This section is from the book "Cyclopedia Of Architecture, Carpentry, And Building", by James C. et al. Also available from Amazon: Cyclopedia Of Architecture, Carpentry And Building.

The proper depth of keystone for an arch should theoretically depend on the.total pressure on the keystone of the arch as developed from the force diagram; and the depth should be such that the unit-pressure shall not be greater than a safe working load on that stone. But since we cannot compute the stresses in the arch, until we know, at least approximately, the dimensions of the arch and its thickness, from which we may compute the dead weight of the arch, it is necessary to make at least a trial determination of the thickness. The mechanics of such an arch may then be computed, and a correction may subsequently be made, if necessary. Usually the only correction which would be made would be to increase the thickness of the arch, in case it was found that the unit-pressure on any voussoir would become dangerously high. Trautwine's Handbook quotes a rule which he declares to be based on a very large number of cases that were actually worked out by himself, the cases including a very large range of spans and of ratios of span to rise. The rule is easily applied, and is sufficiently accurate to obtain a trial depth of the keystone. It will probably be seldom, if ever, that the depth of the keystone, as determined by this rule, would need to be altered. The rule is as follows:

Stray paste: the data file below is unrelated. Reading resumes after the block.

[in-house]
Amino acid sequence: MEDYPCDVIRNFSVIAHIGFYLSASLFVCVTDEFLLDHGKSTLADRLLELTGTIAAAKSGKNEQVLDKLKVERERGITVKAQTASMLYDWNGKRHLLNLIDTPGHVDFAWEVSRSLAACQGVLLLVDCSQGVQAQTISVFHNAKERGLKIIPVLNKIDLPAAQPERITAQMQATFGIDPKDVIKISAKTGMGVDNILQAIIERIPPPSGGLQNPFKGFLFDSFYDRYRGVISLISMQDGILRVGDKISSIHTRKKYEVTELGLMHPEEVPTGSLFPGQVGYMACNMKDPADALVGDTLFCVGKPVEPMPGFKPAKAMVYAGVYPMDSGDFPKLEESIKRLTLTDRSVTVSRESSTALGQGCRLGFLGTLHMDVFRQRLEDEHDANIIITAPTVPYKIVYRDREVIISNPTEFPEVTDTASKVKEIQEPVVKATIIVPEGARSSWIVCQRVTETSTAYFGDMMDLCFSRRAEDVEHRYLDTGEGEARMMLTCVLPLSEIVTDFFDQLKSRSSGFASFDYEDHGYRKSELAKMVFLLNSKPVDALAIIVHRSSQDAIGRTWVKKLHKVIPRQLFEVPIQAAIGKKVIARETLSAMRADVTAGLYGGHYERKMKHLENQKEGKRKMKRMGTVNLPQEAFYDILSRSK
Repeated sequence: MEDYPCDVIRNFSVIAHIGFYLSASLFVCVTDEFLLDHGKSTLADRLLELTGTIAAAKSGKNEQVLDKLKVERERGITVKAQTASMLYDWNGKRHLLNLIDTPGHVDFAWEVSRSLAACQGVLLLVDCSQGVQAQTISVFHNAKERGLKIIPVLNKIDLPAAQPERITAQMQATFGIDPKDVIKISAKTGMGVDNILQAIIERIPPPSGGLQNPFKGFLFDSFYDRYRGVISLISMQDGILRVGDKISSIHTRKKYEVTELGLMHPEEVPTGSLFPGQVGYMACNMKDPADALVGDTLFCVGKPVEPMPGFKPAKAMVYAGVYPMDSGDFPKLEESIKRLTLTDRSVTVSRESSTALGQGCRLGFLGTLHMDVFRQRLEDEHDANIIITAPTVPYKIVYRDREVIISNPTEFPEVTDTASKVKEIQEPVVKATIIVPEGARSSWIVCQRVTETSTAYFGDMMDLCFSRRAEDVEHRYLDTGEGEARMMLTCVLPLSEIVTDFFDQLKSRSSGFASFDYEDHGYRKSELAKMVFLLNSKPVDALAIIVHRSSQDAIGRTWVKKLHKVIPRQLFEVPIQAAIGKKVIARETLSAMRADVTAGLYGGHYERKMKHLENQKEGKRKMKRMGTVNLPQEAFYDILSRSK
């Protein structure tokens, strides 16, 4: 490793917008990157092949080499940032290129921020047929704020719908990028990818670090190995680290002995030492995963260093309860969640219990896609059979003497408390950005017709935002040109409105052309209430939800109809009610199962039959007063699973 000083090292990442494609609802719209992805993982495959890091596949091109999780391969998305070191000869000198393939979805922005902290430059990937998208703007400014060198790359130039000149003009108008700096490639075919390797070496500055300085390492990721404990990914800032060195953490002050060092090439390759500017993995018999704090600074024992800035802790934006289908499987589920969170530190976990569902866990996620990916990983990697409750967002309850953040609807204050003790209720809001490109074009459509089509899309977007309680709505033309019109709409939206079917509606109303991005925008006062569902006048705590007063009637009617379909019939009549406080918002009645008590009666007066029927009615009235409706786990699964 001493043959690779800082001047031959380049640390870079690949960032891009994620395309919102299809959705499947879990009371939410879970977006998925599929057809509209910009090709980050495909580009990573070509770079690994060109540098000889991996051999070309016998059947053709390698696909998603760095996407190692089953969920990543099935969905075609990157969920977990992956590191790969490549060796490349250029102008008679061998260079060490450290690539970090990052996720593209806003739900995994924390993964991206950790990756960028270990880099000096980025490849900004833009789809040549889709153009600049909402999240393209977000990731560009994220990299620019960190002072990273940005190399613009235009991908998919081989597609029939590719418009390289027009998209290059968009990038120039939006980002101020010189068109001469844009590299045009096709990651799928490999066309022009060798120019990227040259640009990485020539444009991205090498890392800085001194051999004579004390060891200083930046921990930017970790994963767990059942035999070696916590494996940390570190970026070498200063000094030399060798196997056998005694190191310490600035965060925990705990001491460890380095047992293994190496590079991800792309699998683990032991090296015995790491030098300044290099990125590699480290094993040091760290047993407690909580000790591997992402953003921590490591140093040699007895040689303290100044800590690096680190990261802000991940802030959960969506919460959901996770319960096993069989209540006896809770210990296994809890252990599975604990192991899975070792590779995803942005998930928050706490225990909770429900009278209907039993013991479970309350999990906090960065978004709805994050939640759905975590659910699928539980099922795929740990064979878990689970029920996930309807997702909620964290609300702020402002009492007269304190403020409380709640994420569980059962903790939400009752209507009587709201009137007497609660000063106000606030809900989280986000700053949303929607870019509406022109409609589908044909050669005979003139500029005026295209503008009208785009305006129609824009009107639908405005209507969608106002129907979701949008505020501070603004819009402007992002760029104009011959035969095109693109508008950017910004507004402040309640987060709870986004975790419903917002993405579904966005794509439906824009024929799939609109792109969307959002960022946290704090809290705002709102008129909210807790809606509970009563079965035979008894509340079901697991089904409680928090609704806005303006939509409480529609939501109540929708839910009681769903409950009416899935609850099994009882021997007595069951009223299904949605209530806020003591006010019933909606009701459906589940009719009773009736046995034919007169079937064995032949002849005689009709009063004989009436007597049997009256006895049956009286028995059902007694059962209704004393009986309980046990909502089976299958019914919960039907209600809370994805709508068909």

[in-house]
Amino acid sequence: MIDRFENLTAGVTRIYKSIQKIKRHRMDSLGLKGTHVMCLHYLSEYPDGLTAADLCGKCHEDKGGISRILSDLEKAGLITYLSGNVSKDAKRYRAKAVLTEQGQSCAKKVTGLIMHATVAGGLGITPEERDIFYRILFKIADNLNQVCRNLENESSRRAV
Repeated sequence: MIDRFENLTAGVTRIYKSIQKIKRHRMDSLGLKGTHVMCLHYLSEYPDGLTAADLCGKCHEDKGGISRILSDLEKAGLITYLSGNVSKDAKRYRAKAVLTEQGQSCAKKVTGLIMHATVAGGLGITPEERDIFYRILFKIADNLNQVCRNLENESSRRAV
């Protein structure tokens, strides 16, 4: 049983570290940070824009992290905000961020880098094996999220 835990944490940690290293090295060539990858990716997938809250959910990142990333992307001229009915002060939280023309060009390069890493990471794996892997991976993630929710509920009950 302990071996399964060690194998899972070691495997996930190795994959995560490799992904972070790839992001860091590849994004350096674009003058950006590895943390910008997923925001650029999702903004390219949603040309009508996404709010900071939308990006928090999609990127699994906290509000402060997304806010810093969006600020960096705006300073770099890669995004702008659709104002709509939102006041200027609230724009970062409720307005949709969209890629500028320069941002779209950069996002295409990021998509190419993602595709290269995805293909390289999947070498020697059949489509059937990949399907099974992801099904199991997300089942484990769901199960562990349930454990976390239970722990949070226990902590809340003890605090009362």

Depth of Keystone, in feet =

For architectural reasons, the actual keystone of an arch is usually made considerably deeper than the voussoirs on each side of it, as illustrated in Fig. 218. When computing the maximum permissible pressure at the crown, the actual depth of the voussoirs on each side of the keystone is used as the depth of the keystone; or perhaps it would be more accurate to say that the extrados is drawn as a regular curve over the keystone (as illustrated in Fig. 223), and then any extra depth which may subsequently be given to the keystone should be considered as mere ornamentation and as not affecting the mechanics of the problem.

The above principles will be applied to the case of an arch having a span of 20 feet and a rise of

3 feet (see Fig. 223). If this arch is to be a circular or segmental arch, the radius which will fulfil these conditions may be computed as illustrated in Fig. 222. We may draw a horizontal line, at some scale, which will represent the span of 20 feet. At the center of this line we may erect a perpendicular which shall be 3 feet long (at the same scale). Joining the points a and c, and bisecting ac at d, we may draw a line from the bisecting point, which is perpendicular to ac, and this must pass through the center of the required arc. A vertical line through c will also pass through the center of the required arc, and their intersection will give the point o. As a graphical check on the work, a circle drawn about o as a center, and with oc as a radius, should also pass through the points a and b. Since some prefer a numerical solution to determine the radius for a given span and rise, the radius for this case may be computed as follows: The line ac equals the square root of the sum of the squares of the half-span and the rise, which equals but the angle cae = angle aod, and, from similar triangles, we may write the proportion:

Fig. 223. Resultant vertical pressure.

This equals numerically in the above case, 109 ÷ 6 = 18.17.

Applying the above rule for the depth of the keystone, we would find for this case that the depth should be:

=5.31/4+ 0.2

=1.33+0.2 = 1.53 feet.

Since the total pressure on the voussoirs is always greater at the abutment than at the crown, the depth of the stones near the end of the arch should be somewhat greater than the depth of the keystone. We shall therefore adopt, in this case, the dimensions of 18 inches for the depth of the keystone, and 2 feet for the depth at the skewback.

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